Adkins went on to say in a television interview that “[we] used projection equipment to actually create a very controlled environment – outdoors we would never have had that control.â€˜Control' under these circumstances is a hard-won commodity. Video director/designer on this event for E/T/C London Paris Patrice Bouqueniaux sums up what he first thought on looking at the scale of the project, “Moving 3D objects and a roof that is not stable? Okay, it will be impossible to achieve that, but let's think about it.”
Achieving that control meant monitoring the unstable ceiling of the venue, as well as the 3D objects. The air pressure-supported roof of BC Place has a heating system to melt snow, although Vancouver has been conspicuously snow-less so far. The entire rigging system for set and lighting for the ceremonies then had to be equal to, or less than, the weight of any snow the venue was designed to accommodate. The roof is also flexible enough to be moved in high winds and changes in air pressure, Bouqueniaux says, “The movement of the roof can be over one meter, so it can go from 40 meters to 41 meters in height.”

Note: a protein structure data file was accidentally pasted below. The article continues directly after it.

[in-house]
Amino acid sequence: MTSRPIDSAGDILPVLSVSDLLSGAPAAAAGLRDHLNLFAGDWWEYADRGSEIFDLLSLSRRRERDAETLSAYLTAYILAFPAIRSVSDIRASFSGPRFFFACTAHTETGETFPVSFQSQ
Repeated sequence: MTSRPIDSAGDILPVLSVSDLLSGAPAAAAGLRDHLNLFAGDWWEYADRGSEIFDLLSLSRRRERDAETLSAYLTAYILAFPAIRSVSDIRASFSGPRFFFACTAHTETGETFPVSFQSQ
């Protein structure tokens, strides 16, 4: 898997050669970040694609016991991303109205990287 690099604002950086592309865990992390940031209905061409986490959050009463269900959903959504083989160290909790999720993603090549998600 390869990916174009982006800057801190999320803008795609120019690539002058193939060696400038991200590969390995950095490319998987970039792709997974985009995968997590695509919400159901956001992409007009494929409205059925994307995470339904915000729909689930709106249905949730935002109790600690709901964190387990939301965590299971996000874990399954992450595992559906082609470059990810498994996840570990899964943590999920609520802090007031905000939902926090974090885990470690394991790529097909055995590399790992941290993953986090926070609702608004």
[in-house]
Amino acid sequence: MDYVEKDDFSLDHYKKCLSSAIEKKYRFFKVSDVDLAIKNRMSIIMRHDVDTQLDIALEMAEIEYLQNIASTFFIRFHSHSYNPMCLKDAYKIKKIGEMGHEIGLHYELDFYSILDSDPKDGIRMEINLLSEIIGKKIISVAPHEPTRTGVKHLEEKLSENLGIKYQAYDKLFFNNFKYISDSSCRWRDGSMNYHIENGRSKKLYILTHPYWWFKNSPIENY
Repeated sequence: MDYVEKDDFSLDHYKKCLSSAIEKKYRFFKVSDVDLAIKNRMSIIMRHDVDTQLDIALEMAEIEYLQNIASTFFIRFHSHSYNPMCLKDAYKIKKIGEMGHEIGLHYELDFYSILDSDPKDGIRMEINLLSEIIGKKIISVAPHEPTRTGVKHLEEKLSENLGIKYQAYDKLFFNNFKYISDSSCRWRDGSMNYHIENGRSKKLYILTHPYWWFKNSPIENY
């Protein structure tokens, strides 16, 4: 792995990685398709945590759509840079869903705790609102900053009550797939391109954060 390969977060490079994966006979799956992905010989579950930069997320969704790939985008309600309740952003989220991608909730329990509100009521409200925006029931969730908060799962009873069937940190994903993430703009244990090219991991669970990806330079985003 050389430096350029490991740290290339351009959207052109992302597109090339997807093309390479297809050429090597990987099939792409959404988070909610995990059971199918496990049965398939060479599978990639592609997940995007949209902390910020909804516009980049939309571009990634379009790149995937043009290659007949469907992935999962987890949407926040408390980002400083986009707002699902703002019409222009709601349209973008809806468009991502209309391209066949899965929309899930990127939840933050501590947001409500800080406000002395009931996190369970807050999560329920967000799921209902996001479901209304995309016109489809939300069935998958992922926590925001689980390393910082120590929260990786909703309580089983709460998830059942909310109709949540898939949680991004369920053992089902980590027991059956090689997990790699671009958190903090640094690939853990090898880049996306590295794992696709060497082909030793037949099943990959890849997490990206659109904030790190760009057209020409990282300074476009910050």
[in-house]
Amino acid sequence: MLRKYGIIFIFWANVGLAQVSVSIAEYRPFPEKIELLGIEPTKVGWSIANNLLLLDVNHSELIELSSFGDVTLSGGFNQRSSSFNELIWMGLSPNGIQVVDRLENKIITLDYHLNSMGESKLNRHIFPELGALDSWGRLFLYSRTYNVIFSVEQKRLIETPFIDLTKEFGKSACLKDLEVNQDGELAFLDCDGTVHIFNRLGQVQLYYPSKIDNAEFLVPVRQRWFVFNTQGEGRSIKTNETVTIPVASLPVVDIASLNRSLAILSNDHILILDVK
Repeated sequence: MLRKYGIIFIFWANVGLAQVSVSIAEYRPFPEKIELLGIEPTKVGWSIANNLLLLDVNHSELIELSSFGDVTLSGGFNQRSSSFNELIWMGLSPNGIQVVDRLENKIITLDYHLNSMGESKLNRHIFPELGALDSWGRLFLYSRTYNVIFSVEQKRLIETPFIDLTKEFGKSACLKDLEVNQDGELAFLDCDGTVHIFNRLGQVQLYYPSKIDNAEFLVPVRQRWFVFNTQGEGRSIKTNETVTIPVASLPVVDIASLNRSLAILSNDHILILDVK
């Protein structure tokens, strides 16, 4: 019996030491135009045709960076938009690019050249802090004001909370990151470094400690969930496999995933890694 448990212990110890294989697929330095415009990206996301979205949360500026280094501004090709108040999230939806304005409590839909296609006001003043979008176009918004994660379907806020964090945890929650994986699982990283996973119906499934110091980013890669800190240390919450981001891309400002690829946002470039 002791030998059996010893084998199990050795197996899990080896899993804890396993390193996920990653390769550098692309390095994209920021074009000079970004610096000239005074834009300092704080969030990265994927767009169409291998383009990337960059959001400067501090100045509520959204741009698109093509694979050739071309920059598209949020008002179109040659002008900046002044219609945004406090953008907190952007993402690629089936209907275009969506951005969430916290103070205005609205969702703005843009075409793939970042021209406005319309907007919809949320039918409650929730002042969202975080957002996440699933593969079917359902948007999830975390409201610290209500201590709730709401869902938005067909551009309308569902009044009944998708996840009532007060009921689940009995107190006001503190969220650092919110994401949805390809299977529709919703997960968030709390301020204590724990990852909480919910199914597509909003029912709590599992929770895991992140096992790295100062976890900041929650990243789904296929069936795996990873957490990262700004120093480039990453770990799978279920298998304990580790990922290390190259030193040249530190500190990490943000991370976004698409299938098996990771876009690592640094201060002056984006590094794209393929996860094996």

Overcoming this movement required a system that could track the movement of the roof, and the progress of the 3D objects, including the mountain, around the arena.
The mountain, made from ripstop for stability, had 1,300 mapping points and was tracked with E/T/C's Only View 3D version software. The ceiling was monitored with Stage One's Qmotion, and the two sets of information were combined.
Projection crew included Yan Kaimakis, Sebastian Cartier Grenier, Nicolas Manichon, Pierre Yves Toulot, Patrick Lefevre, and Patrick Matuszek.
Read also: Projecting The Ceremonies, Part 1